Grant Sutherland, business systems manager at Burger King Restaurants of Canada Inc., describes his company’s legacy telephone system in blunt terms: “”It wasn’t quite a dinosaur, but it was close.””

It is hard to compete in any business if your primary communication technology dates back to the

telco equivalent of the Paleolithic era. As a result, when Burger King of Canada, a wholly-owned division of Miami-based Burger King Corp., decided it was time to upgrade its telephone system at the end of 2003, it knew it had to make up for lost time.

Enter Voice over Internet Protocol (VoIP), which has popped up on the radar of most enterprises in 2004 thanks to a combination of vendor and media hype. In its most rudimentary form, VoIP can significantly reduce long-distance charges by transmitting telephone calls over the Internet.

Sophisticated versions of this technology can do much more; from integrating voice with e-mail, to connecting voice with data bases and customer-relationship management (CRM) solutions.

No one argues about the fact that VoIP is going to be the biggest thing to hit the world of telecom since the introduction of digital cell phones. “”Within a decade it’s safe to say that not only enterprise networks, but public voice networks will be carried over a single IP platform,”” says Lawrence Surtees, director of telecom research at IDC Canada.

The question on the minds of most potential adopters, however, is shorter term, and more practical: Is VoIP ready to go today? “”Before we went live in July 2004 we did a lot of testing to make sure everything worked properly,”” says Sutherland noting his company had both technical and security concerns. His conclusion: “”VoIP is ready for prime time.””

By using VoIP, Burger King of Canada has reduced the cost of processing debit and credit-card transactions at its restaurants by about 35 per cent. It has also sped up processing time, which translates into shorter lines and an ability to drive more business through each restaurant.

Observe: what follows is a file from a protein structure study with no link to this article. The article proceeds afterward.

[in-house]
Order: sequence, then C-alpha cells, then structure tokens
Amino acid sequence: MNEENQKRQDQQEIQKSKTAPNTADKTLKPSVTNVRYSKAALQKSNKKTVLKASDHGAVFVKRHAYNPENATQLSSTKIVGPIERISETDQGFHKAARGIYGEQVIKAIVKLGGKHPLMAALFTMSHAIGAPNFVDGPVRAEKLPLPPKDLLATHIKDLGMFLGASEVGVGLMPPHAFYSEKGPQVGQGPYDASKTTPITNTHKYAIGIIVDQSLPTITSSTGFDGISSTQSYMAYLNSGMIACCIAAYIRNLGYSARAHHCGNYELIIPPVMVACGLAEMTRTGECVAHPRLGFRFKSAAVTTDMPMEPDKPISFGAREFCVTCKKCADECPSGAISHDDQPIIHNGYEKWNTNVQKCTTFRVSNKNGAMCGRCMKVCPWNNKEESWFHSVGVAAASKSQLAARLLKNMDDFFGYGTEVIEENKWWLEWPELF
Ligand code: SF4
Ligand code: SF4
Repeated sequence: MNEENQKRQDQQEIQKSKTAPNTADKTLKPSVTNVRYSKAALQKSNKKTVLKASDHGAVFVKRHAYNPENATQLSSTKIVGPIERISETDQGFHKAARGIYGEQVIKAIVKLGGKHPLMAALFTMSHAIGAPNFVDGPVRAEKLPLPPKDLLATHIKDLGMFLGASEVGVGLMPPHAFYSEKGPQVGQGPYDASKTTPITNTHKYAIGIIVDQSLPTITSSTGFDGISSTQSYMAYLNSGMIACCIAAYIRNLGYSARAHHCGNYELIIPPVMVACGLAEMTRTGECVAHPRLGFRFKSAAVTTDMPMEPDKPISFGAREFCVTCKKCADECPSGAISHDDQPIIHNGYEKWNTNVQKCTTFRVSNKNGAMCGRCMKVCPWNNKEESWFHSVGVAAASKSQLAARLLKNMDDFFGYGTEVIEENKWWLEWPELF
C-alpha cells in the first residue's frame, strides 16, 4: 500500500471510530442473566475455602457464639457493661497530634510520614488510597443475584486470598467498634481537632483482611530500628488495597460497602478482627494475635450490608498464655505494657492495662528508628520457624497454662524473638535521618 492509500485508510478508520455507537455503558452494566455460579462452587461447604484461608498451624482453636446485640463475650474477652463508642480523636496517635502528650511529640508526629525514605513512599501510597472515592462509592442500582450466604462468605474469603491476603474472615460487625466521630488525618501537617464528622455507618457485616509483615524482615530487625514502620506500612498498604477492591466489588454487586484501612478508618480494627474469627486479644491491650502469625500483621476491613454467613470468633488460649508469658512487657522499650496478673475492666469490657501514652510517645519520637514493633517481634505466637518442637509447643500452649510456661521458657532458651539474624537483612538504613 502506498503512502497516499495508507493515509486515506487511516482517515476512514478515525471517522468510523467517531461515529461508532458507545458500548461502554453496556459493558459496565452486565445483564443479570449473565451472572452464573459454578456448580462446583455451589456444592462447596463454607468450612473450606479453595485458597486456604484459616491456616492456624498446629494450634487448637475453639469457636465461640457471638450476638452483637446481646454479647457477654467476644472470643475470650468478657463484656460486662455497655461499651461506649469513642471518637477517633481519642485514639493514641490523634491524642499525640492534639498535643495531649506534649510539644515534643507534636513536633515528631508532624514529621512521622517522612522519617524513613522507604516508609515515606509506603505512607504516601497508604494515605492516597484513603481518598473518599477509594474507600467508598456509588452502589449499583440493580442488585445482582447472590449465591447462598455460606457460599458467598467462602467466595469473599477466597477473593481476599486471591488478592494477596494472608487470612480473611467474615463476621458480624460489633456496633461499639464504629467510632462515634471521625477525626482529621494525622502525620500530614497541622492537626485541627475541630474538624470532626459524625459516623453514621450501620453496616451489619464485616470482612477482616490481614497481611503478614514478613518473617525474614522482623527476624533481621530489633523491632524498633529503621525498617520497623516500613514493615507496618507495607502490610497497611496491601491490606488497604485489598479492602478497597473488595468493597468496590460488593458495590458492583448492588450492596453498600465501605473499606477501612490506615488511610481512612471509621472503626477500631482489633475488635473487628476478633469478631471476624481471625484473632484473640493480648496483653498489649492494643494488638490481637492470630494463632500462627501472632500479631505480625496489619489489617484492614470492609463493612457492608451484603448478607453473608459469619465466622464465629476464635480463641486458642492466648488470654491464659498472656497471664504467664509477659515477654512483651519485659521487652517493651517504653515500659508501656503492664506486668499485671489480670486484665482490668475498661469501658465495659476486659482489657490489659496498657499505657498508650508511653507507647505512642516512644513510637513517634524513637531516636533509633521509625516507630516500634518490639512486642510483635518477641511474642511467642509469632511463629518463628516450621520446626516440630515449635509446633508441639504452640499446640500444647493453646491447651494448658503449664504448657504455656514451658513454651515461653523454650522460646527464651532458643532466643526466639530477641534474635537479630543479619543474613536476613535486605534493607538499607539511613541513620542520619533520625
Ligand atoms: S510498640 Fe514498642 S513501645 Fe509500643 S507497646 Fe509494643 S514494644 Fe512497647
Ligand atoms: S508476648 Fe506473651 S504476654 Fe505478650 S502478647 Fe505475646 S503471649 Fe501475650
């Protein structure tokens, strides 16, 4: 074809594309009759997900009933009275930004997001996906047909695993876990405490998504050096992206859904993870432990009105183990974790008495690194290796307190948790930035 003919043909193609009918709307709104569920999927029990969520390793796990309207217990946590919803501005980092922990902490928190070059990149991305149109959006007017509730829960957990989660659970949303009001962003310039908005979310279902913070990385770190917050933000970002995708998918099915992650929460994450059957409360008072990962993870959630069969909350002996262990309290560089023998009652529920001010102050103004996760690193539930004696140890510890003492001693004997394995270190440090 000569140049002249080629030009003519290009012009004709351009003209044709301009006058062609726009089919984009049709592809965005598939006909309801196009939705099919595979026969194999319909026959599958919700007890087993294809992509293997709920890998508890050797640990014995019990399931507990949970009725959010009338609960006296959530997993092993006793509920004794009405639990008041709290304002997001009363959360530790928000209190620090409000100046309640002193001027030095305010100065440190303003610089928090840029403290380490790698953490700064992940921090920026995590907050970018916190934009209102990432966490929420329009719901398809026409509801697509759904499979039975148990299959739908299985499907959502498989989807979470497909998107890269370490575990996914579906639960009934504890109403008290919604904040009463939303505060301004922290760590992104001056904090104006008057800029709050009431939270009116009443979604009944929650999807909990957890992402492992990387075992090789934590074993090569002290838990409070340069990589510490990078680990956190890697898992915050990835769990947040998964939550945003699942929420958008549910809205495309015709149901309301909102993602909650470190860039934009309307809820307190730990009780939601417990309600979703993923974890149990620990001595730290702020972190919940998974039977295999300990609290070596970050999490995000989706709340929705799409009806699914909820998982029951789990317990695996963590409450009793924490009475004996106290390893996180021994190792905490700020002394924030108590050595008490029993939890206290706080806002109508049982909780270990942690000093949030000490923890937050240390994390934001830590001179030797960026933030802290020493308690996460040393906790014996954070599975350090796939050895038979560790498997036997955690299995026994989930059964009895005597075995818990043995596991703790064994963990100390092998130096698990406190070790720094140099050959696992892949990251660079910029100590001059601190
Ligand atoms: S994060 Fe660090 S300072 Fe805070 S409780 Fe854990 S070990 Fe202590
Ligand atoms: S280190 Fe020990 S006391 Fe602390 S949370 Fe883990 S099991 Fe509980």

“”There is no doubt telecommunications is moving toward VoIP,”” says analyst Ian Angus with Angus TeleManagement Group Inc. “”But I have yet to find a case where it makes financial sense to take out an old, functioning telephone system. If, on the other hand, you need to make a change, either because you have run out of capacity or need to consolidate, then IP becomes attractive.””

As recently as 12 months ago many companies, including Burger King, were skeptical about VoIP, even if an upgrade had to be made.

Since then, however, the major carriers, including Bell Canada, Telus Corp. and Primus Telecommunications, have been busy rolling out new and improved VoIP products and services. Also, they have worked out many of the bugs that were giving early adopters a headache.

“”We now have a large installed base to reference,”” says Frank Panza, director of marketing for VoIP solutions at Telus in the Toronto. “”That has significantly increased the confidence potential customers have in our ability to deliver an effective solution.””

He adds that a big component of selling VoIP is customer education.

“”Over the last 50 years voice has not evolved much,”” says Panza. “”Some customers want to know if they will still have a dial tone after they switch to VoIP.

Says analyst Brian Sharwood with Toronto-based research firm Seaboard Group, “”If enterprises are not at least thinking about VoIP, they are behind the curve.””

According to a recent report from Seaboard, “”enterprise hearts and minds will be won, despite skepticism, conservatism and capital expenditure constraints, by the new functionality of IP-based systems. Enterprise will be convinced too by the increases in employee effectiveness and contentment such systems will afford. Cost-savings will be a less important factor.””

Surtees of IDC Canada has a similar point of view. “”Eighteen months ago, there was a lot of skepticism about VoIP. But this is a juggernaut that is going to effect every type of communication.””

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